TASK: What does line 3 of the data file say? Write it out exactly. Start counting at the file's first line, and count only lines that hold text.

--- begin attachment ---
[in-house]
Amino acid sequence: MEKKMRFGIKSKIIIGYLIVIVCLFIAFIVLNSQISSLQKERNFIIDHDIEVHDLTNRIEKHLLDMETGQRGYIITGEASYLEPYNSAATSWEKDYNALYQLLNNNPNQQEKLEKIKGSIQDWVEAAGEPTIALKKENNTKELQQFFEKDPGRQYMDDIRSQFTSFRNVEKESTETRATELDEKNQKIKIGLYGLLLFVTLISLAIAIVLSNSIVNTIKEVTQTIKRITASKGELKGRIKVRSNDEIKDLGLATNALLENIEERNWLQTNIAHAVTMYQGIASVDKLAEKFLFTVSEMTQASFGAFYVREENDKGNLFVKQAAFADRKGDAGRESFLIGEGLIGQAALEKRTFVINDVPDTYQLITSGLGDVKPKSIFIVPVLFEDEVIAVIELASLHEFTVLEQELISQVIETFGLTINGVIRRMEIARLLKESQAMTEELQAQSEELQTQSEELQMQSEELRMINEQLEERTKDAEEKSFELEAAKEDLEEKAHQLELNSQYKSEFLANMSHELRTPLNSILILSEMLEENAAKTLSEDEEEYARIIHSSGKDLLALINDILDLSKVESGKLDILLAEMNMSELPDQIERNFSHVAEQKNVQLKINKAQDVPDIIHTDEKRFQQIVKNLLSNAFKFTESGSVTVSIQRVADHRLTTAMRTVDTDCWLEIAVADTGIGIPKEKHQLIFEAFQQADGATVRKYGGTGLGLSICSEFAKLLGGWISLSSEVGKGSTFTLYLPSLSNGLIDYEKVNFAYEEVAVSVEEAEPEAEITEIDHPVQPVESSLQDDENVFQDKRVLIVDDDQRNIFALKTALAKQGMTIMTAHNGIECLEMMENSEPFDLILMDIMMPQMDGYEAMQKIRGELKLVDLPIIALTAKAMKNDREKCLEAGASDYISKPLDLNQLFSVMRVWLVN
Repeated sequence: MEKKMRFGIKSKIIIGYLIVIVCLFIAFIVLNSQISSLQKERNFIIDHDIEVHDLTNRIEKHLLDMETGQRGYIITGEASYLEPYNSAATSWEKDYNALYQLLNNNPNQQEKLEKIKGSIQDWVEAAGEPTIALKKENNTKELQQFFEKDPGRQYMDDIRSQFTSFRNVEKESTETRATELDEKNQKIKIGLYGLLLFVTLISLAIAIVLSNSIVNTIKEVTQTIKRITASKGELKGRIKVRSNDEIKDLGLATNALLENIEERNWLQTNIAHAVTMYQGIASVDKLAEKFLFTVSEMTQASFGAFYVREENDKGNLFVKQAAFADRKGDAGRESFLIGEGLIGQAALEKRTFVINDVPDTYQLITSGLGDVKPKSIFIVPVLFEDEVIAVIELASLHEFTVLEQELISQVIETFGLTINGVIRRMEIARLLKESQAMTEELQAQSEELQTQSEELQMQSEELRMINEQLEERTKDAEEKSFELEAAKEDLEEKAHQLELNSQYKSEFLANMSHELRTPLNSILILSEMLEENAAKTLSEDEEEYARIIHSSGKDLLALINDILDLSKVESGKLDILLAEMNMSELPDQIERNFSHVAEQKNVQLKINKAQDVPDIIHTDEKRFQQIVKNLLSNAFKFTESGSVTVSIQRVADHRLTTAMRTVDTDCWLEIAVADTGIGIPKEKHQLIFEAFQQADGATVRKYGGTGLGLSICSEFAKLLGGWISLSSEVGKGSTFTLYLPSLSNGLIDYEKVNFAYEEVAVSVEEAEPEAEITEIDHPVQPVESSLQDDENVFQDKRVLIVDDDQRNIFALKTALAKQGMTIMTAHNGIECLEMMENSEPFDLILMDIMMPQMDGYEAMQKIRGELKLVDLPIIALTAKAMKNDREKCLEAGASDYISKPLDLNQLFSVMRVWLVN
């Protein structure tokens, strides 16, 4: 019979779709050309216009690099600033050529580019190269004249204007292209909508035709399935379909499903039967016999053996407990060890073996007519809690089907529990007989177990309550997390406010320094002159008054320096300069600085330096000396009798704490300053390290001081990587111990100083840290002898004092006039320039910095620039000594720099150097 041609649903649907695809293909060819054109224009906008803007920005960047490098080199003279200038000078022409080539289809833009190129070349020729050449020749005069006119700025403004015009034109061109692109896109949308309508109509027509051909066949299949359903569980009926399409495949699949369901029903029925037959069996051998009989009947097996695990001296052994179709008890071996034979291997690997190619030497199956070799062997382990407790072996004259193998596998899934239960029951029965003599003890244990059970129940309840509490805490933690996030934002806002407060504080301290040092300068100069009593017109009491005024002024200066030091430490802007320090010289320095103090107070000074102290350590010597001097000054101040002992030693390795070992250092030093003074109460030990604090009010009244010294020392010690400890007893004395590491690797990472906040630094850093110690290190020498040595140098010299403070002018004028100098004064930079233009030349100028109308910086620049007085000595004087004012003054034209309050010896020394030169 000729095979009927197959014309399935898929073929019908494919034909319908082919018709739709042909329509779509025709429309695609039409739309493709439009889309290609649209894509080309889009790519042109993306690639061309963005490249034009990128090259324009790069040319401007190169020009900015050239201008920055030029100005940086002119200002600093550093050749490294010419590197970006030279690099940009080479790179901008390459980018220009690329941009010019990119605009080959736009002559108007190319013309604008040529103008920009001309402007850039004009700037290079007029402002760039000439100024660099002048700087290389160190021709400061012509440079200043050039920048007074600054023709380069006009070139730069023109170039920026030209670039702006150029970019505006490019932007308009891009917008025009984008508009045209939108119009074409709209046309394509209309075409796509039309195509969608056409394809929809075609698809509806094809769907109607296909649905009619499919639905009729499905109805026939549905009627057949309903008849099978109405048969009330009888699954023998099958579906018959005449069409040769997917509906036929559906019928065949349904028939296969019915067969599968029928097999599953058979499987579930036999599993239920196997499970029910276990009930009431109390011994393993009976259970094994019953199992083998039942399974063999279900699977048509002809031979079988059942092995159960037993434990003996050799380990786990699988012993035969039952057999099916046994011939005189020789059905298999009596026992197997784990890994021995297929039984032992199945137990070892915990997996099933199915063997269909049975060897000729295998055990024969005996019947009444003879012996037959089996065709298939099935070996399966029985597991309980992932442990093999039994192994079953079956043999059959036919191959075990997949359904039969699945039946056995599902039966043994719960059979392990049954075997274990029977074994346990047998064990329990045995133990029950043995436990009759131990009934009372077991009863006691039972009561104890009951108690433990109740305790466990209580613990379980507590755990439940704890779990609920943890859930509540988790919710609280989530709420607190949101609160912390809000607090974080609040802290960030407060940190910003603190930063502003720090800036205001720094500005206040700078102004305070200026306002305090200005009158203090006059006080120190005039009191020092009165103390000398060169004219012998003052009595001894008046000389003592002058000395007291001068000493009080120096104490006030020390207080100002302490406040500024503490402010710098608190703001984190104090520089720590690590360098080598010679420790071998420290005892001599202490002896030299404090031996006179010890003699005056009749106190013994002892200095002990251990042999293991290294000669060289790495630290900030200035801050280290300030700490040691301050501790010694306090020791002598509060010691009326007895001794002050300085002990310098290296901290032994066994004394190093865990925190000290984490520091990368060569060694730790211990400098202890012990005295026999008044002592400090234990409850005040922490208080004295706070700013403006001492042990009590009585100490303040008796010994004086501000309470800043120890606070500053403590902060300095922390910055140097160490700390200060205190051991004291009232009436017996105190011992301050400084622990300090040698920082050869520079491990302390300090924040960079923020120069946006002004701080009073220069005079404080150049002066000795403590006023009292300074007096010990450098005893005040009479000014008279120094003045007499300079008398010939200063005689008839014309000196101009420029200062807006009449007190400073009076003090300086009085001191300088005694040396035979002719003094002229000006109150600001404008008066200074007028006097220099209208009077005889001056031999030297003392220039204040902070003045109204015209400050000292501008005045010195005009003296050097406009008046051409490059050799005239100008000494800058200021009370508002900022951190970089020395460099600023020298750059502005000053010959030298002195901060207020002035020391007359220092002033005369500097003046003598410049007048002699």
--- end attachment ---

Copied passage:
Repeated sequence: MEKKMRFGIKSKIIIGYLIVIVCLFIAFIVLNSQISSLQKERNFIIDHDIEVHDLTNRIEKHLLDMETGQRGYIITGEASYLEPYNSAATSWEKDYNALYQLLNNNPNQQEKLEKIKGSIQDWVEAAGEPTIALKKENNTKELQQFFEKDPGRQYMDDIRSQFTSFRNVEKESTETRATELDEKNQKIKIGLYGLLLFVTLISLAIAIVLSNSIVNTIKEVTQTIKRITASKGELKGRIKVRSNDEIKDLGLATNALLENIEERNWLQTNIAHAVTMYQGIASVDKLAEKFLFTVSEMTQASFGAFYVREENDKGNLFVKQAAFADRKGDAGRESFLIGEGLIGQAALEKRTFVINDVPDTYQLITSGLGDVKPKSIFIVPVLFEDEVIAVIELASLHEFTVLEQELISQVIETFGLTINGVIRRMEIARLLKESQAMTEELQAQSEELQTQSEELQMQSEELRMINEQLEERTKDAEEKSFELEAAKEDLEEKAHQLELNSQYKSEFLANMSHELRTPLNSILILSEMLEENAAKTLSEDEEEYARIIHSSGKDLLALINDILDLSKVESGKLDILLAEMNMSELPDQIERNFSHVAEQKNVQLKINKAQDVPDIIHTDEKRFQQIVKNLLSNAFKFTESGSVTVSIQRVADHRLTTAMRTVDTDCWLEIAVADTGIGIPKEKHQLIFEAFQQADGATVRKYGGTGLGLSICSEFAKLLGGWISLSSEVGKGSTFTLYLPSLSNGLIDYEKVNFAYEEVAVSVEEAEPEAEITEIDHPVQPVESSLQDDENVFQDKRVLIVDDDQRNIFALKTALAKQGMTIMTAHNGIECLEMMENSEPFDLILMDIMMPQMDGYEAMQKIRGELKLVDLPIIALTAKAMKNDREKCLEAGASDYISKPLDLNQLFSVMRVWLVN